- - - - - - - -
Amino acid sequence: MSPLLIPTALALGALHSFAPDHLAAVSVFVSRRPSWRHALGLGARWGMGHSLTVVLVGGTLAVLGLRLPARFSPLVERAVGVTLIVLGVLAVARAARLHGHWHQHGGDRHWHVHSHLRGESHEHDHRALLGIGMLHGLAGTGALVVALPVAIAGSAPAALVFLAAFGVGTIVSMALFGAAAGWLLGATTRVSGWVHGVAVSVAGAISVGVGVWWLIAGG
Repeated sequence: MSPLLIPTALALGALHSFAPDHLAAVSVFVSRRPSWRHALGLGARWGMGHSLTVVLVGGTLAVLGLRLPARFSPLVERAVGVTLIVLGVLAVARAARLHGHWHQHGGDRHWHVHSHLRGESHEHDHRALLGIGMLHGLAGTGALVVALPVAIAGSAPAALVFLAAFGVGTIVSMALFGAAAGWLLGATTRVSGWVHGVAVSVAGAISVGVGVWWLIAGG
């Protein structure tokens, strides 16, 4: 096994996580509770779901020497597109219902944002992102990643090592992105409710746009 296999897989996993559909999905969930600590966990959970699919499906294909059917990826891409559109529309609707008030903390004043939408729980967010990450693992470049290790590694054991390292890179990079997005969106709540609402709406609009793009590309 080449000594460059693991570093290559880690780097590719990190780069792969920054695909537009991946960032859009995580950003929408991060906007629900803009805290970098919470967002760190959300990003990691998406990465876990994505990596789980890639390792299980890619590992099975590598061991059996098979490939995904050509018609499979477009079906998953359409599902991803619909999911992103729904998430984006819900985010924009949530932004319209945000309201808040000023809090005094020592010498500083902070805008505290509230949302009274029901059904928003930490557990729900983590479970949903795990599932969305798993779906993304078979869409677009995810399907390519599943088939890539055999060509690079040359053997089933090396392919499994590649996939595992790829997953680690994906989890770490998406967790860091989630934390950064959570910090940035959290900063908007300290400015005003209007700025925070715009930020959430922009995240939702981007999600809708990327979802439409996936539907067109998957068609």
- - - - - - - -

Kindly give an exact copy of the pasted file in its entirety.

Amino acid sequence: MSPLLIPTALALGALHSFAPDHLAAVSVFVSRRPSWRHALGLGARWGMGHSLTVVLVGGTLAVLGLRLPARFSPLVERAVGVTLIVLGVLAVARAARLHGHWHQHGGDRHWHVHSHLRGESHEHDHRALLGIGMLHGLAGTGALVVALPVAIAGSAPAALVFLAAFGVGTIVSMALFGAAAGWLLGATTRVSGWVHGVAVSVAGAISVGVGVWWLIAGG
Repeated sequence: MSPLLIPTALALGALHSFAPDHLAAVSVFVSRRPSWRHALGLGARWGMGHSLTVVLVGGTLAVLGLRLPARFSPLVERAVGVTLIVLGVLAVARAARLHGHWHQHGGDRHWHVHSHLRGESHEHDHRALLGIGMLHGLAGTGALVVALPVAIAGSAPAALVFLAAFGVGTIVSMALFGAAAGWLLGATTRVSGWVHGVAVSVAGAISVGVGVWWLIAGG
């Protein structure tokens, strides 16, 4: 096994996580509770779901020497597109219902944002992102990643090592992105409710746009 296999897989996993559909999905969930600590966990959970699919499906294909059917990826891409559109529309609707008030903390004043939408729980967010990450693992470049290790590694054991390292890179990079997005969106709540609402709406609009793009590309 080449000594460059693991570093290559880690780097590719990190780069792969920054695909537009991946960032859009995580950003929408991060906007629900803009805290970098919470967002760190959300990003990691998406990465876990994505990596789980890639390792299980890619590992099975590598061991059996098979490939995904050509018609499979477009079906998953359409599902991803619909999911992103729904998430984006819900985010924009949530932004319209945000309201808040000023809090005094020592010498500083902070805008505290509230949302009274029901059904928003930490557990729900983590479970949903795990599932969305798993779906993304078979869409677009995810399907390519599943088939890539055999060509690079040359053997089933090396392919499994590649996939595992790829997953680690994906989890770490998406967790860091989630934390950064959570910090940035959290900063908007300290400015005003209007700025925070715009930020959430922009995240939702981007999600809708990327979802439409996936539907067109998957068609």